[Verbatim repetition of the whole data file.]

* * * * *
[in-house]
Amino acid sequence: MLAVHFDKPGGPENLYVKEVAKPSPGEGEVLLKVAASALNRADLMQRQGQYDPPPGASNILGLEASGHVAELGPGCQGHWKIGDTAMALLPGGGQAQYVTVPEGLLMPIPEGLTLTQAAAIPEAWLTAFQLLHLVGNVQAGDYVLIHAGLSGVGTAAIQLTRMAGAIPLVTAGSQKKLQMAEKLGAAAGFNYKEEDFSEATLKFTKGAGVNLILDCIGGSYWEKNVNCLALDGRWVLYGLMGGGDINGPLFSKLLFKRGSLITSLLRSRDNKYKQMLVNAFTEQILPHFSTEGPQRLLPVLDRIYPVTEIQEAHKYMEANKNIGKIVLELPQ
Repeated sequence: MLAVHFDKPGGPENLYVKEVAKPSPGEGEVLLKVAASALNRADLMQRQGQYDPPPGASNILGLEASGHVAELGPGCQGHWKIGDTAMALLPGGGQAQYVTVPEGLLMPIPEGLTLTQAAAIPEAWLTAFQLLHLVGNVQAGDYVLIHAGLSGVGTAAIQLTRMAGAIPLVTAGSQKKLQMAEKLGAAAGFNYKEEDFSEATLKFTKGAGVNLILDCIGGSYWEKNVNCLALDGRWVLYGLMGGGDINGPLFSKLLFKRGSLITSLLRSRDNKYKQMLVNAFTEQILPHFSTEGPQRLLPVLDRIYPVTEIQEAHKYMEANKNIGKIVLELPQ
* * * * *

[in-house]
Amino acid sequence: MLAVHFDKPGGPENLYVKEVAKPSPGEGEVLLKVAASALNRADLMQRQGQYDPPPGASNILGLEASGHVAELGPGCQGHWKIGDTAMALLPGGGQAQYVTVPEGLLMPIPEGLTLTQAAAIPEAWLTAFQLLHLVGNVQAGDYVLIHAGLSGVGTAAIQLTRMAGAIPLVTAGSQKKLQMAEKLGAAAGFNYKEEDFSEATLKFTKGAGVNLILDCIGGSYWEKNVNCLALDGRWVLYGLMGGGDINGPLFSKLLFKRGSLITSLLRSRDNKYKQMLVNAFTEQILPHFSTEGPQRLLPVLDRIYPVTEIQEAHKYMEANKNIGKIVLELPQ
Repeated sequence: MLAVHFDKPGGPENLYVKEVAKPSPGEGEVLLKVAASALNRADLMQRQGQYDPPPGASNILGLEASGHVAELGPGCQGHWKIGDTAMALLPGGGQAQYVTVPEGLLMPIPEGLTLTQAAAIPEAWLTAFQLLHLVGNVQAGDYVLIHAGLSGVGTAAIQLTRMAGAIPLVTAGSQKKLQMAEKLGAAAGFNYKEEDFSEATLKFTKGAGVNLILDCIGGSYWEKNVNCLALDGRWVLYGLMGGGDINGPLFSKLLFKRGSLITSLLRSRDNKYKQMLVNAFTEQILPHFSTEGPQRLLPVLDRIYPVTEIQEAHKYMEANKNIGKIVLELPQ